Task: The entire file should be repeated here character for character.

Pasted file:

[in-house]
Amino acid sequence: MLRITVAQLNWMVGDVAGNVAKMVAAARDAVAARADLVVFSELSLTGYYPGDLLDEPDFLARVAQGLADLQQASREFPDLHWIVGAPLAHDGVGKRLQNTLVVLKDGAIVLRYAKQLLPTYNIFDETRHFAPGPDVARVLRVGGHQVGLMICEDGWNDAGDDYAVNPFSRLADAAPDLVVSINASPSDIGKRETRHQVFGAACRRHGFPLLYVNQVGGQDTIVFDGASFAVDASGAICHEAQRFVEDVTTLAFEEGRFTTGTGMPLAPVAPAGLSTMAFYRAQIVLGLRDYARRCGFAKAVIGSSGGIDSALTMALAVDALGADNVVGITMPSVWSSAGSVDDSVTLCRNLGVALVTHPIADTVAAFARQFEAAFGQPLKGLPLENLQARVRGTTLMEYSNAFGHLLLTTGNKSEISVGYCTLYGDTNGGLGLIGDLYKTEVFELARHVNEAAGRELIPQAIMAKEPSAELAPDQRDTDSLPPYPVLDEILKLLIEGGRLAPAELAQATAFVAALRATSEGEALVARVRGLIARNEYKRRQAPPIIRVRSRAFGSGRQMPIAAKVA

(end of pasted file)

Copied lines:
[in-house]
Amino acid sequence: MLRITVAQLNWMVGDVAGNVAKMVAAARDAVAARADLVVFSELSLTGYYPGDLLDEPDFLARVAQGLADLQQASREFPDLHWIVGAPLAHDGVGKRLQNTLVVLKDGAIVLRYAKQLLPTYNIFDETRHFAPGPDVARVLRVGGHQVGLMICEDGWNDAGDDYAVNPFSRLADAAPDLVVSINASPSDIGKRETRHQVFGAACRRHGFPLLYVNQVGGQDTIVFDGASFAVDASGAICHEAQRFVEDVTTLAFEEGRFTTGTGMPLAPVAPAGLSTMAFYRAQIVLGLRDYARRCGFAKAVIGSSGGIDSALTMALAVDALGADNVVGITMPSVWSSAGSVDDSVTLCRNLGVALVTHPIADTVAAFARQFEAAFGQPLKGLPLENLQARVRGTTLMEYSNAFGHLLLTTGNKSEISVGYCTLYGDTNGGLGLIGDLYKTEVFELARHVNEAAGRELIPQAIMAKEPSAELAPDQRDTDSLPPYPVLDEILKLLIEGGRLAPAELAQATAFVAALRATSEGEALVARVRGLIARNEYKRRQAPPIIRVRSRAFGSGRQMPIAAKVA